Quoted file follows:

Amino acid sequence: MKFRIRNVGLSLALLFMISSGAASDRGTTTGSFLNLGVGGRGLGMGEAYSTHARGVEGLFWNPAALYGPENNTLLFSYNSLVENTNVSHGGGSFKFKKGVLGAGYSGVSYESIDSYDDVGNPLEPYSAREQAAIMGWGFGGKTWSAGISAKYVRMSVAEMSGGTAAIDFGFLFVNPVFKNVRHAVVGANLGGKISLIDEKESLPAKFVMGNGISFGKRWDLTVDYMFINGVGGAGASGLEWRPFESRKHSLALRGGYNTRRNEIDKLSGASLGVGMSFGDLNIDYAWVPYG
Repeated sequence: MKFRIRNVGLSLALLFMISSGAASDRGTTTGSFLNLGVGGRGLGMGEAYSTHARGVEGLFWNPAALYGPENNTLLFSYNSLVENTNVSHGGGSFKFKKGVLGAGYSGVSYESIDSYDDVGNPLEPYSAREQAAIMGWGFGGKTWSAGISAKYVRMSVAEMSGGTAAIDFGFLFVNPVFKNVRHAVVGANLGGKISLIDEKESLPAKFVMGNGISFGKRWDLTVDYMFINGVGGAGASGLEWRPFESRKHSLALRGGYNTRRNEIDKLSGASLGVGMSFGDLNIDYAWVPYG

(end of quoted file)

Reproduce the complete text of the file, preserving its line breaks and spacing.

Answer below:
Amino acid sequence: MKFRIRNVGLSLALLFMISSGAASDRGTTTGSFLNLGVGGRGLGMGEAYSTHARGVEGLFWNPAALYGPENNTLLFSYNSLVENTNVSHGGGSFKFKKGVLGAGYSGVSYESIDSYDDVGNPLEPYSAREQAAIMGWGFGGKTWSAGISAKYVRMSVAEMSGGTAAIDFGFLFVNPVFKNVRHAVVGANLGGKISLIDEKESLPAKFVMGNGISFGKRWDLTVDYMFINGVGGAGASGLEWRPFESRKHSLALRGGYNTRRNEIDKLSGASLGVGMSFGDLNIDYAWVPYG
Repeated sequence: MKFRIRNVGLSLALLFMISSGAASDRGTTTGSFLNLGVGGRGLGMGEAYSTHARGVEGLFWNPAALYGPENNTLLFSYNSLVENTNVSHGGGSFKFKKGVLGAGYSGVSYESIDSYDDVGNPLEPYSAREQAAIMGWGFGGKTWSAGISAKYVRMSVAEMSGGTAAIDFGFLFVNPVFKNVRHAVVGANLGGKISLIDEKESLPAKFVMGNGISFGKRWDLTVDYMFINGVGGAGASGLEWRPFESRKHSLALRGGYNTRRNEIDKLSGASLGVGMSFGDLNIDYAWVPYG